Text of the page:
Ed Driscoll

Dog Day Aftermath

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At Human Events, John Hayward ponders how many character attacks Team Obama can make on Mitt Romney his supporters before the taint of all that mudslinging starts to tarnish their boss’s halo. Or as Hayward writes, “You can only declare so many Two Minutes Hates before the public stops thinking of you as a nice young man:”

The point of the exercise, for Team Obama – which, let us never forget, was very serious about pounding Romney with the Seamus story, because they were worked into a lather by focus group studies that showed it hurt his likeability ratings – was to plant these little viral memes into the public consciousness.  You were supposed to roll into November thinking that Mitt Romney cruelly strapped his dog to the roof and made him sick.  That was meant to become a detail that “everybody knows,” without quite remembering where they heard it.

And that’s why this whole episode is such a hideous disaster for Team Obama, because now the one thing everyone will remember is that Obama ate a dog.  It’s hardly the sort of thing that will turn an election, and it’s not logically relevant to his performance in office… but the Obama campaign wasn’t planning on running with logic and facts.  Their entire effort is based on creating total public amnesia over the period 2009 – 2012, and making the election about “likeability,” an area where Obama is thought to hold the advantage.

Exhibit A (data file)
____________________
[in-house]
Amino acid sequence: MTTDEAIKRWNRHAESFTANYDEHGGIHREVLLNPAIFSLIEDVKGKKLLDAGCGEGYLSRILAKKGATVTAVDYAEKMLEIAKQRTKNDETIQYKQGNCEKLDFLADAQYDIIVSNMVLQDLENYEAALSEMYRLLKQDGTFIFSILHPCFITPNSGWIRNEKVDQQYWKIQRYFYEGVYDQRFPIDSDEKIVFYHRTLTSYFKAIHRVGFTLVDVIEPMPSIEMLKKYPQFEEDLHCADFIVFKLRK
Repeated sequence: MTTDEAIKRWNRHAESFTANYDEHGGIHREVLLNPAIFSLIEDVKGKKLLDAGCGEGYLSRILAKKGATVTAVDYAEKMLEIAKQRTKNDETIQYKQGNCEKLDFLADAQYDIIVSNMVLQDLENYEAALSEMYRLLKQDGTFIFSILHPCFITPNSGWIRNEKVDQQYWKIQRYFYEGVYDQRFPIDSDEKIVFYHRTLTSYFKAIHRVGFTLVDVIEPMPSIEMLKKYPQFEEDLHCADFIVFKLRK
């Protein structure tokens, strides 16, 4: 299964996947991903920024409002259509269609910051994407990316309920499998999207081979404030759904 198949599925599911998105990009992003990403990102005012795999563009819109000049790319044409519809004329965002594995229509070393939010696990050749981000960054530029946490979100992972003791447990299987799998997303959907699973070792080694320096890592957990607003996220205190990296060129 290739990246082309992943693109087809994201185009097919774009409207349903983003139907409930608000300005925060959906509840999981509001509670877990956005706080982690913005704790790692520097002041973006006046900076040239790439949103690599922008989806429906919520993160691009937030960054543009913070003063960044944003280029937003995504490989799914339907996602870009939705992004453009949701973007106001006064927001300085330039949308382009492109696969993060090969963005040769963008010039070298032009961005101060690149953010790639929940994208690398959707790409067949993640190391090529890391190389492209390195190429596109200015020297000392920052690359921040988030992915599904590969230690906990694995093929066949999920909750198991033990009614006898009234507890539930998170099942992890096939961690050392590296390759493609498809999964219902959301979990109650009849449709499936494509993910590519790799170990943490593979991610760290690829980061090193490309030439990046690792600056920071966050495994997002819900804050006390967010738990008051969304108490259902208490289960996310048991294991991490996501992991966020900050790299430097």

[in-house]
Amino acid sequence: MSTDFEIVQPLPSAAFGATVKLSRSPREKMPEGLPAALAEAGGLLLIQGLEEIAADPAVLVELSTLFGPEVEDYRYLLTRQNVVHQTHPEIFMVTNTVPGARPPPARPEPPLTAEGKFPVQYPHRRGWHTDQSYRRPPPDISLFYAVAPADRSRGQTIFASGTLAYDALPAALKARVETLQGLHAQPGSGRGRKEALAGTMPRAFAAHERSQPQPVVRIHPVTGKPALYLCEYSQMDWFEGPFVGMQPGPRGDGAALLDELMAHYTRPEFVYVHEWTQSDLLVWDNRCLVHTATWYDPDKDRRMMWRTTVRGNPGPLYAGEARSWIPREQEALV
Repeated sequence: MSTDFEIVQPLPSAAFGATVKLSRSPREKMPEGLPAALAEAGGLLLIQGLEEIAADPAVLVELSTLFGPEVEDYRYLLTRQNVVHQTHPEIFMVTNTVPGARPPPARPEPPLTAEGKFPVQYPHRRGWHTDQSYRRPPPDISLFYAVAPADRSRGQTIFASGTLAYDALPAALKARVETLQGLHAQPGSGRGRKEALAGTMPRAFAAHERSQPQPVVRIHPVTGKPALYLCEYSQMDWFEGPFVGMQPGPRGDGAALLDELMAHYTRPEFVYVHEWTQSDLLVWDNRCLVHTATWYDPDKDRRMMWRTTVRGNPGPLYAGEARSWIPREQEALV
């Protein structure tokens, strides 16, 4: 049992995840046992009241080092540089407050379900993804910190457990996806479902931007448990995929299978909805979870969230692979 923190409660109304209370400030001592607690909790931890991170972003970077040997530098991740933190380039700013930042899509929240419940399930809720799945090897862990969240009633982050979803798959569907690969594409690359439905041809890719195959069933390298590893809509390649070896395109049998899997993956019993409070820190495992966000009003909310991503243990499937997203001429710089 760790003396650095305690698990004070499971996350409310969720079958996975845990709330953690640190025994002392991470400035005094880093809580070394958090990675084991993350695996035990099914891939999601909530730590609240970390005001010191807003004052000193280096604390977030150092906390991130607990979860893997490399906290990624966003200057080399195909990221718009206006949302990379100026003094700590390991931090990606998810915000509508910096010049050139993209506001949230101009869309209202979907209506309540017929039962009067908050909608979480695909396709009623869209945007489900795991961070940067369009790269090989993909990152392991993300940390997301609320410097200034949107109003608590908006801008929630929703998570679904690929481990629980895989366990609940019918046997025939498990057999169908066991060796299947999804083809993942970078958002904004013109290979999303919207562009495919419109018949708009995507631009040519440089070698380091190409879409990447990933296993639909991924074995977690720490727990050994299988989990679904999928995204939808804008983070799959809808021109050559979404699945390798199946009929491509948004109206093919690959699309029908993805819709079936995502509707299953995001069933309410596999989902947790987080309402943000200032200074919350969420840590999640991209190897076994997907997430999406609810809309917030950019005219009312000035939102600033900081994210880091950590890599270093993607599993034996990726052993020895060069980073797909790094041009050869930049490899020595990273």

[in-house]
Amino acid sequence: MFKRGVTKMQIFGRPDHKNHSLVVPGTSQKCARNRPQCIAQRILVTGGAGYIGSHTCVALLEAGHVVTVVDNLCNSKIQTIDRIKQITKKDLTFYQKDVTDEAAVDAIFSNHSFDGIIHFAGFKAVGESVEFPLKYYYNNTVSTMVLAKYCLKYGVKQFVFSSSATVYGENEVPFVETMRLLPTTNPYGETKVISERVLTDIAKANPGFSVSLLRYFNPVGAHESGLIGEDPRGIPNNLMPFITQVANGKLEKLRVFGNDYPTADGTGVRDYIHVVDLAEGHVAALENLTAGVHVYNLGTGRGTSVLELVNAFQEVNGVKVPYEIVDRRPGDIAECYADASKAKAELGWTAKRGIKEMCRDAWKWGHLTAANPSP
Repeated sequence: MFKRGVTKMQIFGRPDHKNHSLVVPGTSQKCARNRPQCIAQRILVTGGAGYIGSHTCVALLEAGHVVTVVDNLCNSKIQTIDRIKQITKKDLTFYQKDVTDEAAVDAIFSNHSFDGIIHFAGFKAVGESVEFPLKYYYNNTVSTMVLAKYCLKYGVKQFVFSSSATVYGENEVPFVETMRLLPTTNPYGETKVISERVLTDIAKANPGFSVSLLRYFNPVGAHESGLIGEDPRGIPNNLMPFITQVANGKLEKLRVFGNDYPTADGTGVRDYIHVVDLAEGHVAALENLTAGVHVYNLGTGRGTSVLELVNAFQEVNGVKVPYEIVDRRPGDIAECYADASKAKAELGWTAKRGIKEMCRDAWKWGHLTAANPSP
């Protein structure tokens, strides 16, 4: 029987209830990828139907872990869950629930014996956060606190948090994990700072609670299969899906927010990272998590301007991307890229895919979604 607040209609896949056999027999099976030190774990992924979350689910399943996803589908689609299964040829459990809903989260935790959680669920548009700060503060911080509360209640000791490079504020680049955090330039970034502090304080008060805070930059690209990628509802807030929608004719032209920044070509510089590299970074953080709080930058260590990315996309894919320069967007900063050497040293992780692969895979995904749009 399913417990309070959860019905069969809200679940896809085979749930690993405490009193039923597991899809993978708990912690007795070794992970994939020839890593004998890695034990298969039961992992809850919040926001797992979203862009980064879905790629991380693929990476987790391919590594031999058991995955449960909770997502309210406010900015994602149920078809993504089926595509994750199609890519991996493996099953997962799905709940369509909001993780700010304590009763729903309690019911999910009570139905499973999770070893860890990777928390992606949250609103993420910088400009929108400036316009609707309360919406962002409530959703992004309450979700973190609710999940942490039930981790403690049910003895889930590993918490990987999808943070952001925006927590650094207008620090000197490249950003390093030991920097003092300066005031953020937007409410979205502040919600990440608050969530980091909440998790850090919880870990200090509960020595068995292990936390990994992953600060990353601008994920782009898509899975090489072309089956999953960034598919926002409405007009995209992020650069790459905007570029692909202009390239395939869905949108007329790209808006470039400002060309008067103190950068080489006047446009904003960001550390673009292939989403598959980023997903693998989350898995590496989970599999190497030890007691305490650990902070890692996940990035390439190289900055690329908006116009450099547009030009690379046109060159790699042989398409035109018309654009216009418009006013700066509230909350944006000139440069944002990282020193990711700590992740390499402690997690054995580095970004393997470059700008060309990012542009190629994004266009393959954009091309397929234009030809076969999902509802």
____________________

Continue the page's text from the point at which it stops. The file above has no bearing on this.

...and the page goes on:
Not to get overly enthusiastic about the Mitt Romney cuddle factor, but the Obama campaign’s likeability calculations were always suspect, particularly given the ugly, divisive edge they’re shooting for in their re-election effort.  They’re also underestimating the hit Obama’s charisma will take from his endless finger-pointing and scapegoating.  You can only declare so many Two Minutes Hates before the public stops thinking of you as a nice young man.

In today’s New York Post, John Podhoretz goes “Behind the dueling dog tales,”After first walking us through the background of the left’s manufactured hyperventilation of the Romney dog story, Podhoretz writes:

The tone of Obama’s sentence from “Dreams from My Father” is one of nonjudgmental, multicultural, oh-look-how-colorful-my-life-has-been pride. He was “introduced to dog meat (tough), snake meat (tougher), and roasted grasshopper (crunchy)” by his stepfather, Lolo, he wrote.

The message of Treacher and everybody who followed him was this: You want to make a political issue out of a decades-old dog story? Fine, then. Here’s one that makes your guy look really weird. How do you like dog stories now?